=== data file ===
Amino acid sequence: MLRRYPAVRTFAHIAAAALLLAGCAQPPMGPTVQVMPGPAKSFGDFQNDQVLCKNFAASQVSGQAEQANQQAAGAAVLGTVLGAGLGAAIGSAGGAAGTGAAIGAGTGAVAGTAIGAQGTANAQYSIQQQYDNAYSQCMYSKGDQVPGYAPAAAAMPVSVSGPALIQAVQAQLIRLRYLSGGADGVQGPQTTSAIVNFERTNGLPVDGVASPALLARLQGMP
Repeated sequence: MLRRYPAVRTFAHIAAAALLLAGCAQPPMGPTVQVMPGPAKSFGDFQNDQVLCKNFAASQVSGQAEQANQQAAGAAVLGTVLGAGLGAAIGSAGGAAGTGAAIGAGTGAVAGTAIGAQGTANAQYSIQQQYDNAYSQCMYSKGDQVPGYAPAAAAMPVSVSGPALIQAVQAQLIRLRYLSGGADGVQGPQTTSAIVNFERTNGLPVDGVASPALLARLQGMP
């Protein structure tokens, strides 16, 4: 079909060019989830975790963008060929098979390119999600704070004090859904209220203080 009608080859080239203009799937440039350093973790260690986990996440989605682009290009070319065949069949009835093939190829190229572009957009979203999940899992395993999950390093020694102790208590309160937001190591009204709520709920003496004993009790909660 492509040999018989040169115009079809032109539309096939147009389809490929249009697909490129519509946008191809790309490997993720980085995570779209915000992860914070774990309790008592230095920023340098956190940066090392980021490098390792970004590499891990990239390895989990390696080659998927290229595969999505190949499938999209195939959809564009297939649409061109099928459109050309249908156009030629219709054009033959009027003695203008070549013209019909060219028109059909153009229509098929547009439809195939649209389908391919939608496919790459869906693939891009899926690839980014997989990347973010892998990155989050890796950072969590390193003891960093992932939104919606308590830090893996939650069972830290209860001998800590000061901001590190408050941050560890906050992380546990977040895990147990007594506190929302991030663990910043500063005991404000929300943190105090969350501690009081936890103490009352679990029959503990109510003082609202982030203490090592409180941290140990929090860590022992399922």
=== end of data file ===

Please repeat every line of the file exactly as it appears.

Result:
Amino acid sequence: MLRRYPAVRTFAHIAAAALLLAGCAQPPMGPTVQVMPGPAKSFGDFQNDQVLCKNFAASQVSGQAEQANQQAAGAAVLGTVLGAGLGAAIGSAGGAAGTGAAIGAGTGAVAGTAIGAQGTANAQYSIQQQYDNAYSQCMYSKGDQVPGYAPAAAAMPVSVSGPALIQAVQAQLIRLRYLSGGADGVQGPQTTSAIVNFERTNGLPVDGVASPALLARLQGMP
Repeated sequence: MLRRYPAVRTFAHIAAAALLLAGCAQPPMGPTVQVMPGPAKSFGDFQNDQVLCKNFAASQVSGQAEQANQQAAGAAVLGTVLGAGLGAAIGSAGGAAGTGAAIGAGTGAVAGTAIGAQGTANAQYSIQQQYDNAYSQCMYSKGDQVPGYAPAAAAMPVSVSGPALIQAVQAQLIRLRYLSGGADGVQGPQTTSAIVNFERTNGLPVDGVASPALLARLQGMP
């Protein structure tokens, strides 16, 4: 079909060019989830975790963008060929098979390119999600704070004090859904209220203080 009608080859080239203009799937440039350093973790260690986990996440989605682009290009070319065949069949009835093939190829190229572009957009979203999940899992395993999950390093020694102790208590309160937001190591009204709520709920003496004993009790909660 492509040999018989040169115009079809032109539309096939147009389809490929249009697909490129519509946008191809790309490997993720980085995570779209915000992860914070774990309790008592230095920023340098956190940066090392980021490098390792970004590499891990990239390895989990390696080659998927290229595969999505190949499938999209195939959809564009297939649409061109099928459109050309249908156009030629219709054009033959009027003695203008070549013209019909060219028109059909153009229509098929547009439809195939649209389908391919939608496919790459869906693939891009899926690839980014997989990347973010892998990155989050890796950072969590390193003891960093992932939104919606308590830090893996939650069972830290209860001998800590000061901001590190408050941050560890906050992380546990977040895990147990007594506190929302991030663990910043500063005991404000929300943190105090969350501690009081936890103490009352679990029959503990109510003082609202982030203490090592409180941290140990929090860590022992399922």